Cinderella by Default: Queering the Narrative

I’m taking an American Sign Language class right now. I’ve always thought it would be cool to learn ASL, but in the past several years it has become especially pertinent, because I now have a family member who uses some ASL, due to being autistic and mostly non-verbal. I’ve also found it helpful to use basic signs to communicate with my partner at night, since (without getting into medical details) both of us have some issues that can make it painful to speak that tend to flare up at night. There are a lot of benefits to learning a gestural language, and I’ve been enjoying it a lot.

We had a group assignment recently to perform a funny short skit. We could do whatever we wanted as long as it wasn’t inappropriate or anything, but the teacher strongly suggested fairy tales as something that would likely be the easiest.

“Let’s do Cinderella!” one of my group members said.

“Yeah! I’ll be one of the stepsisters!” She pointed to me. “Elizabeth can be Cinderella!”

“Huh? Wait, why me?”

“You’d be perfect for it! You’re blonde,” she reasoned.

Now, some context: I am the only non-Hispanic white person in this group. Everyone else is Latinx. My hair is… some indeterminate color between blonde and brunette. Some strands of it can still be reasonably described as blonde, but some of it is so dark it is almost black. It used to be unquestionably blonde, but like many people with a similar hair color, it got darker as I aged. Now, some people say I’m blonde, some people say I’m “dirty blonde,” and others say I’m brunette. I usually just don’t bother to describe it myself. Other people can decide. I don’t really care.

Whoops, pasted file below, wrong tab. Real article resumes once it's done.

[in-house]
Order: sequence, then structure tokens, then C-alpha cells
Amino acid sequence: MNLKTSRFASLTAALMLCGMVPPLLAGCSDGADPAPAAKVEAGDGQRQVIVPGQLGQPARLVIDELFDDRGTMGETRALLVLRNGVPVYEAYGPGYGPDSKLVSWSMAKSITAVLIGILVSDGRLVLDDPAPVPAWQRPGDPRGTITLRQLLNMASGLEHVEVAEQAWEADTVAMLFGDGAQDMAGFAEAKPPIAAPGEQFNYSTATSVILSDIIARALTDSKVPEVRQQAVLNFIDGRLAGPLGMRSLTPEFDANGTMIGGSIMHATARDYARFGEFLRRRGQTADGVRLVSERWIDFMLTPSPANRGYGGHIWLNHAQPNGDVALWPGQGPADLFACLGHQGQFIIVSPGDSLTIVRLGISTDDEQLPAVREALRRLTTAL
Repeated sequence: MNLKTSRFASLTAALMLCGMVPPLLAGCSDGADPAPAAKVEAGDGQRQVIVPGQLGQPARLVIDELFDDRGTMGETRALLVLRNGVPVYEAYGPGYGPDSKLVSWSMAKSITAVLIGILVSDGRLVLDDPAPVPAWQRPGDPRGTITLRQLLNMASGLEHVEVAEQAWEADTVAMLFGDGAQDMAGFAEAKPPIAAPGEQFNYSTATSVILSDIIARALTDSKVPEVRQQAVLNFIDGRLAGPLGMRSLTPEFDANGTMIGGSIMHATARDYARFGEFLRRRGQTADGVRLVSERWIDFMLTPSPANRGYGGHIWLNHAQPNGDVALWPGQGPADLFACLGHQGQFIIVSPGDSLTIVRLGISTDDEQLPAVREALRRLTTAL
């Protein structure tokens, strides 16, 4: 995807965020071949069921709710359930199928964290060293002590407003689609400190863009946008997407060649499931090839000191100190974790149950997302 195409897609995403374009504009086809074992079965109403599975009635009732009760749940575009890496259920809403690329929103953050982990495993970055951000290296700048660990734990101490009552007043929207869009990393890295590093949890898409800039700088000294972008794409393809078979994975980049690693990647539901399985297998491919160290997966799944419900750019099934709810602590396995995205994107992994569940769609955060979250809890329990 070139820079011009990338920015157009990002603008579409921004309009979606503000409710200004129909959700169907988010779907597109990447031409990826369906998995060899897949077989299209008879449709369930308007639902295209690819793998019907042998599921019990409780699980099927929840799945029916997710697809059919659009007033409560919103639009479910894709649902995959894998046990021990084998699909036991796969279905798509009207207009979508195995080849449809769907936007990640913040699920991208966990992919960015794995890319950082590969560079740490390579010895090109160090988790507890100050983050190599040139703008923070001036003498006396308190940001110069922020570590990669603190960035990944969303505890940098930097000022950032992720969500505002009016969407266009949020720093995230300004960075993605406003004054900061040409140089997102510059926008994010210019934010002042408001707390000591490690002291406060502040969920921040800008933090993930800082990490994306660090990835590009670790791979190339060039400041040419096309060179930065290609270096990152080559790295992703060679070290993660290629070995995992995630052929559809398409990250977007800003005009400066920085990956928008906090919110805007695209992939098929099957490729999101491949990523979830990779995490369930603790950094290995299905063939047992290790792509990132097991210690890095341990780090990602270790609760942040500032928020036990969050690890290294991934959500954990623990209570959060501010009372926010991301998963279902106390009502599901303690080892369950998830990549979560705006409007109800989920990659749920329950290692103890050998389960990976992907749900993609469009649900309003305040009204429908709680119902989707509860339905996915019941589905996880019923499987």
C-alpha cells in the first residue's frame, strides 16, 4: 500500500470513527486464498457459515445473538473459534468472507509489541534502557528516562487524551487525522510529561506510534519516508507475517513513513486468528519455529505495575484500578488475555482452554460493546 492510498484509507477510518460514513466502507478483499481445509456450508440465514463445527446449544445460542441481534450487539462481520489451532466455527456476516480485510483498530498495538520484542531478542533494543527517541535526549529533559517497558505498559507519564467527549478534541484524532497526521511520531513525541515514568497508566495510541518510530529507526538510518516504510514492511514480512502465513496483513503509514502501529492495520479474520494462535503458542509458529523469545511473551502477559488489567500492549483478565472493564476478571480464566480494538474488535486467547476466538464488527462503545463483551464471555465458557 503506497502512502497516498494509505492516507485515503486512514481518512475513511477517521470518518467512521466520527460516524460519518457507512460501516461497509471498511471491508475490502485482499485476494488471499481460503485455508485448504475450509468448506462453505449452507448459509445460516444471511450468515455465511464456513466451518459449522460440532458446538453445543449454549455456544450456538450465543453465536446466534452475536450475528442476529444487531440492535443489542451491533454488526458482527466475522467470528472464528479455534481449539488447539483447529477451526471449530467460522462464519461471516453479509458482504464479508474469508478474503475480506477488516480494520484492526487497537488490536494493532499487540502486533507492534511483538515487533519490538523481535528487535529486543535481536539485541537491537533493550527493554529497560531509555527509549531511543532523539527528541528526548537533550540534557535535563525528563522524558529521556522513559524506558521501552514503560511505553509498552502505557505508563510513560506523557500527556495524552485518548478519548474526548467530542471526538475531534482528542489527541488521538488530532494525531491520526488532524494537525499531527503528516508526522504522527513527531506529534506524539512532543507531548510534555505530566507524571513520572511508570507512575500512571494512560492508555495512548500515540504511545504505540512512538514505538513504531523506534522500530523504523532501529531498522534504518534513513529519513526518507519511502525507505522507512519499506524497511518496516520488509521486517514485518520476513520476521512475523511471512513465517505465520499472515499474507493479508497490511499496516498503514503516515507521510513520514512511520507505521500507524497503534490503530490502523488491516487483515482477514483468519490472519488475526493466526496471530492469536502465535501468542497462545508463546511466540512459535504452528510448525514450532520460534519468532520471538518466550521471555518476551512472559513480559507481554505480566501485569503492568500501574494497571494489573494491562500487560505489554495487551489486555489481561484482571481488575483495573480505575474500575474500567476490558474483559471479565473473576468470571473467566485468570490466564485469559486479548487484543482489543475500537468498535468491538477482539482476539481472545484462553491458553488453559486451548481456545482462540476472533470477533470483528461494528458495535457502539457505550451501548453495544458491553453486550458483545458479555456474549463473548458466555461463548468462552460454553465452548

This time, nobody questioned her assessment of my hair color, but I was half expecting an argument, because it’s happened before.

In any case, I really don’t think that “white and blonde” are essential character traits of Cinderella. Why can’t a Latina play Cinderella if she wants to? Regardless of what ethnicity the actress is, the story would still make sense.

Of course, I recognize that the portrayal could become more problematic because of the Ethnic Menial Labor trope and the very over-represented stereotype of Latinas as maids (according to the study quoted in that post, “Since 1996, 69% of maid characters on major films and TV shows are Latina!”). I’m sure that some people would be uncomfortable with the casting because of that, and that’s completely reasonable. But on the other hand, isn’t the Cinderella story already about getting out of forced domestic labor and thus a story that has the potential for subversion of that stereotype?

We should also keep in mind that similar stories have existed in many cultures, not just European ones. So I think it’s terrible to suggest that only blonde white girls can play Cinderella.